Dear Dr. G,

I didn’t have a robust sex education in my earlier days, but I am still an absolute believer in safe sex.

Having said that, I am encountering dampening trouble with using barrier protection.

Therefore, I am hoping to get some advice from the expert.

I fully understand protecting myself and my loved ones from sexually transmitted diseases and unwanted pregnancy is crucial in a sexual relationship.

While appreciating condoms as being the only option for protection, I still have a bone to pick about such a barrier technique.

Despite multiple attempts in using the condom during intercourse, I found the rubber cumbersome and limited physical contact.

I am sure my girlfriend feels the same way, as many describe it as “eating candies with the wrappers on.”

I currently have a regular sexual partner, whom I trust without any sexually transmitted infection. However, I am still fearful of “unwrapping the candies” may lead to unwanted pregnancy.

Therefore, I would like to put Dr. G on the spot regarding the importance of condoms.

What exactly is the proportion of couples using condoms as contraception?

What are the risks of catching sexually transmitted infections and unwanted pregnancies with a regular sexual partner?

Is there any way of having the protection and still enjoying the sensitivity?

Lastly, are condoms really a fail-safe kind of protection?


Barriered Benjamin

A male condom is a sheath-shaped barrier device rolled onto an erect penis during penetrative intercourse. Such barriers reduce the probability of pregnancy and sexually transmitted infections (STIs). Male condoms are typically made from latex and less commonly polyurethane. Condoms made from sheep intestine labelled “lambskin” are also available, based on the idea it provides a more natural sensation. In fact, lamb intestine condoms were recorded as a disease-prevention use at least since 1564 in China.

In the modern era, around 21% of those using birth control globally utilize condoms for contraception. This is the second-most common method of birth control after female fertilization at 24%. The highest rates of usage are East Asia, Europe and North America, with Japan recording the highest usage of up to 80%. Six to nine billion condoms are sold a year, making it one on the list of Essential Medicine for the World Health Organization.

The condom is designed to roll onto an erect penis before sexual intercourse to provide a physical barrier blocking semen transfer. Male condoms are undoubtedly the safest and overall effective form of birth control, withstanding 98% in preventing pregnancy when used correctly. Typical usage of condoms, including incorrect usage, slippage (0.4-2.3%) and breakage (0.6-1.3%) can induce pregnancy rates ranging from 10% to 18% per year. The protection it provides is against sexually transmitted infections through bodily fluids including semen, vaginal secretion and blood. This modality of barrier technique is proven to prevent the spread of gonorrhoea, chlamydia, HIV and syphilis, citing risk reduction of 80-95%.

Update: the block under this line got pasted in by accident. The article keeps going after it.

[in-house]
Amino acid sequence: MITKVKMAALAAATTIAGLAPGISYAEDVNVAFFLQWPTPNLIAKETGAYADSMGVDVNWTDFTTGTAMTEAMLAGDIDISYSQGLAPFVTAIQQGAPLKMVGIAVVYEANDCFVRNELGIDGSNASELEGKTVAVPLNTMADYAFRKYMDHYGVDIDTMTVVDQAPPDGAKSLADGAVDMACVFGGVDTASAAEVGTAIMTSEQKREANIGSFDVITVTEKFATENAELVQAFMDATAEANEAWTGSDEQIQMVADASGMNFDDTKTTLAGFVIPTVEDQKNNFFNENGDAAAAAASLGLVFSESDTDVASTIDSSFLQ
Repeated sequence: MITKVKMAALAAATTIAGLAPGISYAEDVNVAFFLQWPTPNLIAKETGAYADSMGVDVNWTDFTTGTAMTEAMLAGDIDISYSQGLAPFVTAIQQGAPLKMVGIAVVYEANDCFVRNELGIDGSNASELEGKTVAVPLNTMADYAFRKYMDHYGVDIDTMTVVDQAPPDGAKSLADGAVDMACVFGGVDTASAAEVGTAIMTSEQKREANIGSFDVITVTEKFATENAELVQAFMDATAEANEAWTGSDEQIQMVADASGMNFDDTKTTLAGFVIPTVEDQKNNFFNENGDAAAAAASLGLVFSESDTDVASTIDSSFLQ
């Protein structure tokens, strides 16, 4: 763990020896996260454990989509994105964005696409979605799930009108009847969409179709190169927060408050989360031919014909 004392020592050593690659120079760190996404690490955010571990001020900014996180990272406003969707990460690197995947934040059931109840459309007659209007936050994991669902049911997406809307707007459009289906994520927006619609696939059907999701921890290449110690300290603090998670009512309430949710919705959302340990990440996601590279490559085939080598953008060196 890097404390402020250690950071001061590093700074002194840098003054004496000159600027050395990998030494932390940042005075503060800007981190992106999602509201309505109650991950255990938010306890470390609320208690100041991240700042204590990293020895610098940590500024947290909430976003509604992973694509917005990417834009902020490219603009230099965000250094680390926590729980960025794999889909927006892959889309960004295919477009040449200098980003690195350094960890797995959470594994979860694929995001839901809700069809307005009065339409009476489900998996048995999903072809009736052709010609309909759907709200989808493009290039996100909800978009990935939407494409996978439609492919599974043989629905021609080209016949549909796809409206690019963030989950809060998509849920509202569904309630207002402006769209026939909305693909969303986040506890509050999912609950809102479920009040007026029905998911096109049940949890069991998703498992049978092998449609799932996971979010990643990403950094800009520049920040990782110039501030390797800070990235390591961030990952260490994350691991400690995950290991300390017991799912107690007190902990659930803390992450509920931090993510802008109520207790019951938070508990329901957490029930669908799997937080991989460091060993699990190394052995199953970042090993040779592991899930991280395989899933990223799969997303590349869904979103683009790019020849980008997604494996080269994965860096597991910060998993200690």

The protective efficacy of most condoms is ensured by the vigorous scrutiny of the FDA. All latex and polyurethane condoms are required to undergo the highest standard of quality testing, and the manufacturers had to endure random spot-checks to guarantee at least 996 of every 1000 condoms pass the water leak test before being considered safe to use.

The male barrier method is well described to interpose a mechanical barrier between sex partners, limiting the physical contact, reducing the tactile sensation and attenuating heat transduction during sex. The reduction in sexual pleasure, as compared to natural unprotected means, is one of the main reasons people cite for eschewing condom use. The description of “using a condom is like taking a shower with a raincoat on” or “eating candy with the wrapper on” typically depicts the feelings of men who loathe the rubber.

The manufacturers are constantly researching to provide condom that is safe and pleasure-giving. This ensures the barrier is like “having your cake and eating it too”, or in this case, “tasting the sweetness of candies even with the wrappers on”. The textured, bumpy, ribbed and stubbed rubbers are some of the creative condoms that promise to turn bedroom sparkles into magical fireworks, despite the diminished tactile contacts.

There is little doubt the use of condoms artifices natural sex, putting a dampener in intercourse. However, being the most effective and safe medicine needed for contraception and disease prevention, stringent proper use of such barrier is crucial despite dampening pleasure. In reality, there are many types of condoms that couples can choose from that can ensure safety that does not compromise on pleasure. The American poet, Ogden Nash, who is well known for his light verse, once rhymed: “Candy is Dandy” When Dr. G is put on the spot by raincoated men who are tempted to shower naked or have un-wrapped candies, his response is: “Un-wrapped candies are definitely not dandy when resulting in unintended daddies!”

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